Factory Overhead

What is Factory Overhead?

Factory Overhead, also known as manufacturing overhead, comprise of all indirect expenses incurred by the business in the regular running of operations of a factory. It doesn’t include the direct cost incurred by way of labor cost as well as material cost.

Explanation

  • These are all indirect costs, they can’t be attributed to a particular product or service directly and includes expenses like depreciation, rent expenses of factory, electricity, property expenses, supervision expenses, etc.
  • These expenses are allocated using a variety of methods, which can be based on the amount of time spent as a percentage to direct material cost or direct labor cost or prime cost, to name a few. Due to the Indirect nature of such expenses absorbing these expenses requires judgment and allocation skills on the part of the organization to provide a clear picture of expenses incurred.

Factory Overhead

Classification of Factory Overhead

These overheads are incurred on account of meeting the regular functioning of the factory and keeping the administrative expenses incurred regularly, associated with the working of the factory. It can be classified in several ways. Some of the most popular classification techniques are enumerated below:

#1 – Percentage of Direct Material Cost

It is the simplest and the most popular method, in those cases where the factory overhead cost is substantial to the total cost. Under this, the overhead rate is determined, and expenses are absorbed as per the rate.

Overhead Rate = (Direct Material Cost / Factory Overheads) * 100

#2 – Percentage to Prime Cost

Another technique to classify Factory overhead is to compute it as a percentage of the prime cost (which includes direct material cost, direct labor cost, and direct expenses cost).

#3 – Percentage to Direct Labor Cost

Under this, it is classified as a percentage of the direct labor cost incurred by the business. However, the method lacks in giving due recognition to time devoted to work by skilled and unskilled workers and leads to bias results.

Examples of Factory Overhead

ABC International is into manufacturing oh sports shoes. The company manufactures customized sports shoes based on customer requirements. Recently ABC International has decided to quote for a tender comprising deliver of 10000 sports shoes for LIFA brand based out of Norway.

You can download this Factory Overhead Excel Template here – Factory Overhead Excel Template

ABC International has furnished the following cost expected to incur in manufacturing of 10000 shoes:

Factory Overhead Example 1

ABC International charges a 20% gross margin on direct costs and a 10% margin on factory overheads. Based on the same the price at which ABC International will quote for manufacturing 10000 shoes is as follows:

Factory Overhead Example 1-1

Calculate the total manufacturing overhead:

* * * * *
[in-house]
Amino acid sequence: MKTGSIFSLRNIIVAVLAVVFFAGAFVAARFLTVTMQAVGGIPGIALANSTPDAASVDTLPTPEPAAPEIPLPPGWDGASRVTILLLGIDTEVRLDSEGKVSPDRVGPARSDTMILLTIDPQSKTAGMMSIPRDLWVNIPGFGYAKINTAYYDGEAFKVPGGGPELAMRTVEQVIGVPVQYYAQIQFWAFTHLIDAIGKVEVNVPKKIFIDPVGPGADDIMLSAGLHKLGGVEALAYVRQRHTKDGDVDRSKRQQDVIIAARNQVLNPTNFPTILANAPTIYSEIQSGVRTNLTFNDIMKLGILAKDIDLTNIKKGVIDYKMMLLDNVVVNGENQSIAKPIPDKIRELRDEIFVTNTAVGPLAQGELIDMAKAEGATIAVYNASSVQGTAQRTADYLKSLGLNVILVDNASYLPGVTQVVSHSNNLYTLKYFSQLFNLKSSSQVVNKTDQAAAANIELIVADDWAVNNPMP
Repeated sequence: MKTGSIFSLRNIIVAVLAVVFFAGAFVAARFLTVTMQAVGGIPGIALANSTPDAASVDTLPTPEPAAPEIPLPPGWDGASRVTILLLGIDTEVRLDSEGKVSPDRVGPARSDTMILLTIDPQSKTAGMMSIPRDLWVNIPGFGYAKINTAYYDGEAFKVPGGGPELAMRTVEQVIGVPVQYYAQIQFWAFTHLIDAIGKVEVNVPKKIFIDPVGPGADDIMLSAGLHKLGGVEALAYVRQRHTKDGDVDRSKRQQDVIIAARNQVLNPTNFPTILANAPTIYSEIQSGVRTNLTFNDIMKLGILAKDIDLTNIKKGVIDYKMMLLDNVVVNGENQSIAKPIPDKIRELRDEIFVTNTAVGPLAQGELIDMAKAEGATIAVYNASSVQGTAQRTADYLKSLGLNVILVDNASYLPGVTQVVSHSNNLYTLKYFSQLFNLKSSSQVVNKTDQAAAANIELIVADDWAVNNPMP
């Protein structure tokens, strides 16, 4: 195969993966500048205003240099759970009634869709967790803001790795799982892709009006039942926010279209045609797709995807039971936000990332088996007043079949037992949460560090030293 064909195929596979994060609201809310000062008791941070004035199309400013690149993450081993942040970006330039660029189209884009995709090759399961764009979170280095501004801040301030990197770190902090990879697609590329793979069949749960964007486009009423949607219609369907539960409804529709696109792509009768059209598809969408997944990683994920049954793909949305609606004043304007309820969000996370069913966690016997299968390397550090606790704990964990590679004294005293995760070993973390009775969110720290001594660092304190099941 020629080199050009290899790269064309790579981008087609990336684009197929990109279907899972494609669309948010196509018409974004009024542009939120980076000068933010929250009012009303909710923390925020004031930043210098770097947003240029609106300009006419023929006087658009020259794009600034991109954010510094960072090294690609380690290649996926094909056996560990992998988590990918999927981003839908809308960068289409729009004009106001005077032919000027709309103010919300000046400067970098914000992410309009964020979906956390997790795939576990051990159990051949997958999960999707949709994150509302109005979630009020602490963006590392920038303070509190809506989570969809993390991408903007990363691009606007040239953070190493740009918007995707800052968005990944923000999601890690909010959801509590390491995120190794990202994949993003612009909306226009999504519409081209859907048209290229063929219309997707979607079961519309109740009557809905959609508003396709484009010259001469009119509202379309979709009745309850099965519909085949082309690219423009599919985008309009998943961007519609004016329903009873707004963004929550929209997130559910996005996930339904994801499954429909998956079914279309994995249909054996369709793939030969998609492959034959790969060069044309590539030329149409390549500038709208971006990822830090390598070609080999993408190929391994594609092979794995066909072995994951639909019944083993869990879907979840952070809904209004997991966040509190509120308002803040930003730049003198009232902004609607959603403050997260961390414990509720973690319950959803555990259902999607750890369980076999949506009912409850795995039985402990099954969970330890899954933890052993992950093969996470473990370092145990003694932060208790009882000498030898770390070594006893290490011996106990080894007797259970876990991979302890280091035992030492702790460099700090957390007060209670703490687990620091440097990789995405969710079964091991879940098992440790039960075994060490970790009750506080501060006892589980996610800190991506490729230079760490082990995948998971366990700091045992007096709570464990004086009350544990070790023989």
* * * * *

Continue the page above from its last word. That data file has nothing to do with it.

Example 1-2

Calculate the selling price per unit:

Example 1-3

Thus ABC International should quote $3.33 to LIFA Brand for manufacturing 10000 sports shoes.

How are Factory Overheads Accounted for by the Business?

  • The allocation of factory overheads is quite challenging but, at the same time, crucial in a manufacturing set up. The cost involved is substantial and proper apportionment necessitates correct allocation to derive the real profitability of the respective departments.
  • These are firstly collected from all departments/divisions. Then these are bifurcated into those which can be allocated and those which cannot be assigned. After that, based on classification, as discussed above, overheads are accounted for each division/department. Based on this, an overhead rate is determined. It is used for budgeting purposes and comparisons over the period to determine under or over absorption.

Advantages

  • It enables the business to determine true profitability by taking into consideration indirect expenses incurred by the business.
  • By determining this, a business can analyze and make peer comparisons to see how their competitors are faring in and whether such expenses are more than their competitors and accordingly can take remedial actions to control them.

Disadvantages

  • These are indirect costs, and it is difficult to control them, unlike direct costs, as they don`t have a direct link with the output and, in some cases, are difficult to allocate as well.
  • The allocation of factory overhead is a cumbersome process, and there is no single method that is entirely objective. Due to this limitation, at times, such overhead leads to the wrong estimation of production cost or rendering a service.
  • Another big drawback is that allocation is generally based on machine hours or labor hours. However, it has been observed that not all factory overhead is linked to these factors; expenses like rent, insurance taxes are not affected by these factors much.

Conclusion

  • Factory Overhead is a significant expense incurred by the business, especially in manufacturing set up, and it involves all indirect expenses which cannot be directly attributable to any particular job or work is undertaken.
  • However, their importance is equal, just like direct expenses, and needs to be accounted for with utmost care. Another critical factor is the general nature of these expenses. Most of these are fixed or semi-variable, unlike direct costs, which are mostly variable. As such, business needs to understand these factory overheads holistically and keep a tab on them as these are most difficult to control and also at the same time pivotal to the success of a business.

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